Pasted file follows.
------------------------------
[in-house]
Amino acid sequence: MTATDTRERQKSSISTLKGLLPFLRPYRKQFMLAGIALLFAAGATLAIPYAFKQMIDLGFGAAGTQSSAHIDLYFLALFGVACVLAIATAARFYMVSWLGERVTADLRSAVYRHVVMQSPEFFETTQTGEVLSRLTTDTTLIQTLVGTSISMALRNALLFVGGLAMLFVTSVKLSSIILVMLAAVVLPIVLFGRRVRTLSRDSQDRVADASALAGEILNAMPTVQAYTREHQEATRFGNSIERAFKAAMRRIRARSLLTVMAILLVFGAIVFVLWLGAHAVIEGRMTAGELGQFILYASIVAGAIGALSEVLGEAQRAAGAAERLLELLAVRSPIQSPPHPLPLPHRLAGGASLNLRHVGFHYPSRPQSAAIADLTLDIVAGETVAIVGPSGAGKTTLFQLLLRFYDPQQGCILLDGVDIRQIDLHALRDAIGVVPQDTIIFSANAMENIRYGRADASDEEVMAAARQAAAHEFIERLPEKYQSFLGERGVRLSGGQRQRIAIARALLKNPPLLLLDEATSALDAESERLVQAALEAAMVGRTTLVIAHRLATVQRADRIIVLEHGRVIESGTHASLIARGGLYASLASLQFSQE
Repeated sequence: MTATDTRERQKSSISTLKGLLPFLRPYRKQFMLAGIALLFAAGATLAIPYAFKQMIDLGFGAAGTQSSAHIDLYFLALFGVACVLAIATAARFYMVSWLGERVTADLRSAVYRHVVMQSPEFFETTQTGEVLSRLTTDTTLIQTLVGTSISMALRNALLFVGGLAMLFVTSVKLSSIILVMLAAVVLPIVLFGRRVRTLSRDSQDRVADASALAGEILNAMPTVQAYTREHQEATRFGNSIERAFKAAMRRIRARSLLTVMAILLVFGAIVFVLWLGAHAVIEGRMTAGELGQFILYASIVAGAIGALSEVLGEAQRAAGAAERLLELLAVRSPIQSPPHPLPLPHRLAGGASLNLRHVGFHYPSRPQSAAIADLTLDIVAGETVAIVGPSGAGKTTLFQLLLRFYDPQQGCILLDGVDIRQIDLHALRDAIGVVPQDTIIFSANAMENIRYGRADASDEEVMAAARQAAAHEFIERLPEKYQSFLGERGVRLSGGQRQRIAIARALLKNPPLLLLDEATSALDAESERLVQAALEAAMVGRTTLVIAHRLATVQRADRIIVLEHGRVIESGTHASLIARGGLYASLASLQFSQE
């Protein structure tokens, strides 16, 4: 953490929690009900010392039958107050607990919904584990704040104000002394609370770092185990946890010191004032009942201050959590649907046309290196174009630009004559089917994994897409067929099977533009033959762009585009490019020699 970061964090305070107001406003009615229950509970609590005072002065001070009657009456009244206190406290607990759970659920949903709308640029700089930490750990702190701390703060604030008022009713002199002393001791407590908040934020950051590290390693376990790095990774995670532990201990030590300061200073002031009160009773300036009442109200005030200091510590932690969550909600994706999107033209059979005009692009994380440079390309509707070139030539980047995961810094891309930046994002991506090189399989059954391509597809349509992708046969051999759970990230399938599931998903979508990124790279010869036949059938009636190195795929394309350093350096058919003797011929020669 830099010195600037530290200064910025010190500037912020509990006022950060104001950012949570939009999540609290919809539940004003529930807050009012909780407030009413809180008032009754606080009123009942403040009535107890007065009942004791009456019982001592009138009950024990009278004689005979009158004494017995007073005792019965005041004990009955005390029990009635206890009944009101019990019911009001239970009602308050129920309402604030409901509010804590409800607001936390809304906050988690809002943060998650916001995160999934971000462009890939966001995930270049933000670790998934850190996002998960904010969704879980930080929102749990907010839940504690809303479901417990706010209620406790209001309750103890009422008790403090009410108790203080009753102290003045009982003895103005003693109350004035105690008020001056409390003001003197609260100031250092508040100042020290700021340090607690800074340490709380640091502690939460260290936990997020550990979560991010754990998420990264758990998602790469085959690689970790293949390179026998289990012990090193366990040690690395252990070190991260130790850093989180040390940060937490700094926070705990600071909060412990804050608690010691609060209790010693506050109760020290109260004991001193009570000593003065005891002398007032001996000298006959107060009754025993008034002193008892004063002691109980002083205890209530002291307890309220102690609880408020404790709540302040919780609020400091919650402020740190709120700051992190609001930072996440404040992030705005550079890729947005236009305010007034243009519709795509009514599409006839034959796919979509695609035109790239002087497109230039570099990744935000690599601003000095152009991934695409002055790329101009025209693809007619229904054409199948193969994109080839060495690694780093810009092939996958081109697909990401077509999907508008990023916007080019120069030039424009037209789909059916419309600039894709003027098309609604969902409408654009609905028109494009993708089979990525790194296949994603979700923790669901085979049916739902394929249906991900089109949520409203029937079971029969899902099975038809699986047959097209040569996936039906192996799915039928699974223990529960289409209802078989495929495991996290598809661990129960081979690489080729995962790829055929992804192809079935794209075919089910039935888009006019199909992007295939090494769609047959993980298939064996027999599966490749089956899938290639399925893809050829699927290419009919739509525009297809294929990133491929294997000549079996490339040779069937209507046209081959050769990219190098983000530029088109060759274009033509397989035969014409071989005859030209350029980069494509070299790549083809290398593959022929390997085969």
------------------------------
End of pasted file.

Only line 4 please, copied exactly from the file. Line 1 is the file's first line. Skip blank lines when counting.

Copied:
């Protein structure tokens, strides 16, 4: 953490929690009900010392039958107050607990919904584990704040104000002394609370770092185990946890010191004032009942201050959590649907046309290196174009630009004559089917994994897409067929099977533009033959762009585009490019020699 970061964090305070107001406003009615229950509970609590005072002065001070009657009456009244206190406290607990759970659920949903709308640029700089930490750990702190701390703060604030008022009713002199002393001791407590908040934020950051590290390693376990790095990774995670532990201990030590300061200073002031009160009773300036009442109200005030200091510590932690969550909600994706999107033209059979005009692009994380440079390309509707070139030539980047995961810094891309930046994002991506090189399989059954391509597809349509992708046969051999759970990230399938599931998903979508990124790279010869036949059938009636190195795929394309350093350096058919003797011929020669 830099010195600037530290200064910025010190500037912020509990006022950060104001950012949570939009999540609290919809539940004003529930807050009012909780407030009413809180008032009754606080009123009942403040009535107890007065009942004791009456019982001592009138009950024990009278004689005979009158004494017995007073005792019965005041004990009955005390029990009635206890009944009101019990019911009001239970009602308050129920309402604030409901509010804590409800607001936390809304906050988690809002943060998650916001995160999934971000462009890939966001995930270049933000670790998934850190996002998960904010969704879980930080929102749990907010839940504690809303479901417990706010209620406790209001309750103890009422008790403090009410108790203080009753102290003045009982003895103005003693109350004035105690008020001056409390003001003197609260100031250092508040100042020290700021340090607690800074340490709380640091502690939460260290936990997020550990979560991010754990998420990264758990998602790469085959690689970790293949390179026998289990012990090193366990040690690395252990070190991260130790850093989180040390940060937490700094926070705990600071909060412990804050608690010691609060209790010693506050109760020290109260004991001193009570000593003065005891002398007032001996000298006959107060009754025993008034002193008892004063002691109980002083205890209530002291307890309220102690609880408020404790709540302040919780609020400091919650402020740190709120700051992190609001930072996440404040992030705005550079890729947005236009305010007034243009519709795509009514599409006839034959796919979509695609035109790239002087497109230039570099990744935000690599601003000095152009991934695409002055790329101009025209693809007619229904054409199948193969994109080839060495690694780093810009092939996958081109697909990401077509999907508008990023916007080019120069030039424009037209789909059916419309600039894709003027098309609604969902409408654009609905028109494009993708089979990525790194296949994603979700923790669901085979049916739902394929249906991900089109949520409203029937079971029969899902099975038809699986047959097209040569996936039906192996799915039928699974223990529960289409209802078989495929495991996290598809661990129960081979690489080729995962790829055929992804192809079935794209075919089910039935888009006019199909992007295939090494769609047959993980298939064996027999599966490749089956899938290639399925893809050829699927290419009919739509525009297809294929990133491929294997000549079996490339040779069937209507046209081959050769990219190098983000530029088109060759274009033509397989035969014409071989005859030209350029980069494509070299790549083809290398593959022929390997085969």